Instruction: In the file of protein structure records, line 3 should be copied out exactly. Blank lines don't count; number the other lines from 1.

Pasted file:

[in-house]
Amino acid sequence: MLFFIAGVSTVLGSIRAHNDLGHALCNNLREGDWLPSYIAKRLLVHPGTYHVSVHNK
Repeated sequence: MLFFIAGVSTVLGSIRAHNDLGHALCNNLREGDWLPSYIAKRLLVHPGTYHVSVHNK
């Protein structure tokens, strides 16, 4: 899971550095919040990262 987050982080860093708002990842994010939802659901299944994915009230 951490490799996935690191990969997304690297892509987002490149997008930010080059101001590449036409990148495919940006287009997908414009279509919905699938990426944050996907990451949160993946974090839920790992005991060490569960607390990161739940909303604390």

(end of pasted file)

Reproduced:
Repeated sequence: MLFFIAGVSTVLGSIRAHNDLGHALCNNLREGDWLPSYIAKRLLVHPGTYHVSVHNK